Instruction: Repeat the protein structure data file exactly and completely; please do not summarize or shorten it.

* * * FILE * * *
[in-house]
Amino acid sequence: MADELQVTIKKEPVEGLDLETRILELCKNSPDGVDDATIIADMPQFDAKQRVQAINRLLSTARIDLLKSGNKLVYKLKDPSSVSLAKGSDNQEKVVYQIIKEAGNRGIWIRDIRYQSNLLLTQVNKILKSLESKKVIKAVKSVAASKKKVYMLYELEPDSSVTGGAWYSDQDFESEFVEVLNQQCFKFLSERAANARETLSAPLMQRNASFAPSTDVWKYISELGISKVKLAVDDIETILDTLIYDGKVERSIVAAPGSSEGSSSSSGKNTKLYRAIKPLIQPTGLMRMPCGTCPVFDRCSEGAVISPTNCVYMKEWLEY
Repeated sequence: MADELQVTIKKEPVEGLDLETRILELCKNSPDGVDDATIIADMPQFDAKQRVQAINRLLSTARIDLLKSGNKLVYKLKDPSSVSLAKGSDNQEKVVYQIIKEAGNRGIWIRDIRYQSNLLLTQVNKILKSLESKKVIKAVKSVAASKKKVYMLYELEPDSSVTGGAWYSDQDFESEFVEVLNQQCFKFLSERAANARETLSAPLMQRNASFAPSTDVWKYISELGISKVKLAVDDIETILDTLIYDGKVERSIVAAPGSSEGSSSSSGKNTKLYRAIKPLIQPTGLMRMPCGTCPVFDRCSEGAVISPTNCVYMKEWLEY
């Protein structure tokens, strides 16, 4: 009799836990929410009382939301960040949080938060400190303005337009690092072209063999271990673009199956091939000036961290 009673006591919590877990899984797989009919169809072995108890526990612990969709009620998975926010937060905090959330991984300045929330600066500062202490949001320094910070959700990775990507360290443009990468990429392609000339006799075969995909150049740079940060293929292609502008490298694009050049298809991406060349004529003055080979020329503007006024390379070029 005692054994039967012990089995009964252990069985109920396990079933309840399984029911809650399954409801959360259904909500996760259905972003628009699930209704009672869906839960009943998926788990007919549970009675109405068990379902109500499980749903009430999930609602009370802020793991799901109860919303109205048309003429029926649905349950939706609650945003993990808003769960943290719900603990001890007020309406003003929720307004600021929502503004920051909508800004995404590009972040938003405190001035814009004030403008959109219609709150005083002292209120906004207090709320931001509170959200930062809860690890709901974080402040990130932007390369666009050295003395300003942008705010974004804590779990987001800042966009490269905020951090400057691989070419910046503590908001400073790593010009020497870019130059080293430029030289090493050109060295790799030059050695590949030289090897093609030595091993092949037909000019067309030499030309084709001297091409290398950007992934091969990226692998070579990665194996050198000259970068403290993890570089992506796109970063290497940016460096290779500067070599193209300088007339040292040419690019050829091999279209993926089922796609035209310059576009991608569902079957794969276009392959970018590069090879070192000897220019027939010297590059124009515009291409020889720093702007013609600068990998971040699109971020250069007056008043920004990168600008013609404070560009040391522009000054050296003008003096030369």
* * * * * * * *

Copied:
[in-house]
Amino acid sequence: MADELQVTIKKEPVEGLDLETRILELCKNSPDGVDDATIIADMPQFDAKQRVQAINRLLSTARIDLLKSGNKLVYKLKDPSSVSLAKGSDNQEKVVYQIIKEAGNRGIWIRDIRYQSNLLLTQVNKILKSLESKKVIKAVKSVAASKKKVYMLYELEPDSSVTGGAWYSDQDFESEFVEVLNQQCFKFLSERAANARETLSAPLMQRNASFAPSTDVWKYISELGISKVKLAVDDIETILDTLIYDGKVERSIVAAPGSSEGSSSSSGKNTKLYRAIKPLIQPTGLMRMPCGTCPVFDRCSEGAVISPTNCVYMKEWLEY
Repeated sequence: MADELQVTIKKEPVEGLDLETRILELCKNSPDGVDDATIIADMPQFDAKQRVQAINRLLSTARIDLLKSGNKLVYKLKDPSSVSLAKGSDNQEKVVYQIIKEAGNRGIWIRDIRYQSNLLLTQVNKILKSLESKKVIKAVKSVAASKKKVYMLYELEPDSSVTGGAWYSDQDFESEFVEVLNQQCFKFLSERAANARETLSAPLMQRNASFAPSTDVWKYISELGISKVKLAVDDIETILDTLIYDGKVERSIVAAPGSSEGSSSSSGKNTKLYRAIKPLIQPTGLMRMPCGTCPVFDRCSEGAVISPTNCVYMKEWLEY
């Protein structure tokens, strides 16, 4: 009799836990929410009382939301960040949080938060400190303005337009690092072209063999271990673009199956091939000036961290 009673006591919590877990899984797989009919169809072995108890526990612990969709009620998975926010937060905090959330991984300045929330600066500062202490949001320094910070959700990775990507360290443009990468990429392609000339006799075969995909150049740079940060293929292609502008490298694009050049298809991406060349004529003055080979020329503007006024390379070029 005692054994039967012990089995009964252990069985109920396990079933309840399984029911809650399954409801959360259904909500996760259905972003628009699930209704009672869906839960009943998926788990007919549970009675109405068990379902109500499980749903009430999930609602009370802020793991799901109860919303109205048309003429029926649905349950939706609650945003993990808003769960943290719900603990001890007020309406003003929720307004600021929502503004920051909508800004995404590009972040938003405190001035814009004030403008959109219609709150005083002292209120906004207090709320931001509170959200930062809860690890709901974080402040990130932007390369666009050295003395300003942008705010974004804590779990987001800042966009490269905020951090400057691989070419910046503590908001400073790593010009020497870019130059080293430029030289090493050109060295790799030059050695590949030289090897093609030595091993092949037909000019067309030499030309084709001297091409290398950007992934091969990226692998070579990665194996050198000259970068403290993890570089992506796109970063290497940016460096290779500067070599193209300088007339040292040419690019050829091999279209993926089922796609035209310059576009991608569902079957794969276009392959970018590069090879070192000897220019027939010297590059124009515009291409020889720093702007013609600068990998971040699109971020250069007056008043920004990168600008013609404070560009040391522009000054050296003008003096030369």